Apr 7 – 10, 2019
Imperial College London
Europe/London timezone

First physics results from the SNO+ experiment

Apr 8, 2019, 3:30 PM
Huxley 308 (Imperial College London)

Huxley 308

Imperial College London


Dr Martti Nirkko (University of Sussex (UK))


Various theories beyond the Standard Model propose baryon number violating processes in order to explain the matter-antimatter asymmetry in the universe, many of which result in some form of nucleon decay. Some modes of nucleon decay are invisible, in the sense that the final state particles remain undetected. Following the disappearance of one or two nucleons in such a nucleus, the subsequent de-excitation of the remaining daughter nucleus may yet be observed via gamma-ray emission. Understanding the corresponding branching ratios for the population of various energy states in the daughter nuclei is crucial for setting lifetime limits on these decays.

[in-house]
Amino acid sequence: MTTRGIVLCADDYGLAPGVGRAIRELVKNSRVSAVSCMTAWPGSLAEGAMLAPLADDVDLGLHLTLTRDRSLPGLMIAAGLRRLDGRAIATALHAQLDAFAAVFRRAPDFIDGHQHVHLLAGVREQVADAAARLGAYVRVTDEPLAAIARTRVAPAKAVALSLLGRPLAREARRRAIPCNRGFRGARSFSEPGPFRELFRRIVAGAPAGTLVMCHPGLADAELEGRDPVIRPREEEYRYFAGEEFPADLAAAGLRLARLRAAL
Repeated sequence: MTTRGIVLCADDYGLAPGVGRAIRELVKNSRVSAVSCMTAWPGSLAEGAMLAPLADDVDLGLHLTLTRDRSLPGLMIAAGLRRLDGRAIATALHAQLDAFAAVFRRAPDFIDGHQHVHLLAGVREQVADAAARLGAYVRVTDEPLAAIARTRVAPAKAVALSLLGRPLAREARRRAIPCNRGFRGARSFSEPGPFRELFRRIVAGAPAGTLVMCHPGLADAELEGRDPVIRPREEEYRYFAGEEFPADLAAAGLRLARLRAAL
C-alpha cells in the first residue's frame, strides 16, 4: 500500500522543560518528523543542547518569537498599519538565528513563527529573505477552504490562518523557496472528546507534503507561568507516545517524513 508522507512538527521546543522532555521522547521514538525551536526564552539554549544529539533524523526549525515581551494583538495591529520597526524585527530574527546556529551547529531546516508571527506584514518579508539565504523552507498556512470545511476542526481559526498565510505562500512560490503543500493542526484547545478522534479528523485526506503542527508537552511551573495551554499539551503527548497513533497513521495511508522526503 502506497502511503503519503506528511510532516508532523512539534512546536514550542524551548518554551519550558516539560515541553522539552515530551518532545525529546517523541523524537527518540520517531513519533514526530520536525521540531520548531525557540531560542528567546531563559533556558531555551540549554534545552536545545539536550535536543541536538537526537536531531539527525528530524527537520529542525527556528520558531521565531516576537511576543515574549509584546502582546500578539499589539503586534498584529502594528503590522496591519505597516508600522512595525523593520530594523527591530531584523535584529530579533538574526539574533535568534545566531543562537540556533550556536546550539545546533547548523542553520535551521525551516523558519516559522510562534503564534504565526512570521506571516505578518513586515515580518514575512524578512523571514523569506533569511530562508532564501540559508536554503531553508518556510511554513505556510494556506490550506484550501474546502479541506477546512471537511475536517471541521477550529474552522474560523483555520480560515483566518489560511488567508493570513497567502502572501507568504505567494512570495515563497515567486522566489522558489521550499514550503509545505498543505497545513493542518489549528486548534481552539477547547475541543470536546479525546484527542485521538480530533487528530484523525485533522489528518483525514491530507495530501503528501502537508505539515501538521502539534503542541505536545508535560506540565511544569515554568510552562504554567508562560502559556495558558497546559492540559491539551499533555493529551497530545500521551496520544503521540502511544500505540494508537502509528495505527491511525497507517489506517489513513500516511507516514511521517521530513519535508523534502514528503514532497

The SNO+ experiment has been taking data for the past two years, during which the detector was filled with ultrapure water for commissioning and calibration purposes. Due to the 2 km rock overburden (6000 m.w.e.) and the high target purity, it was possible to conduct low background measurements as well as new physics searches in the 5-10 MeV energy range. In particular, a search for invisible nucleon and dinucleon decay modes in 16O was conducted. Additionally, the 8B solar neutrino flux was measured with an exceptionally low background rate. Results from these analyses are discussed here.

Presentation materials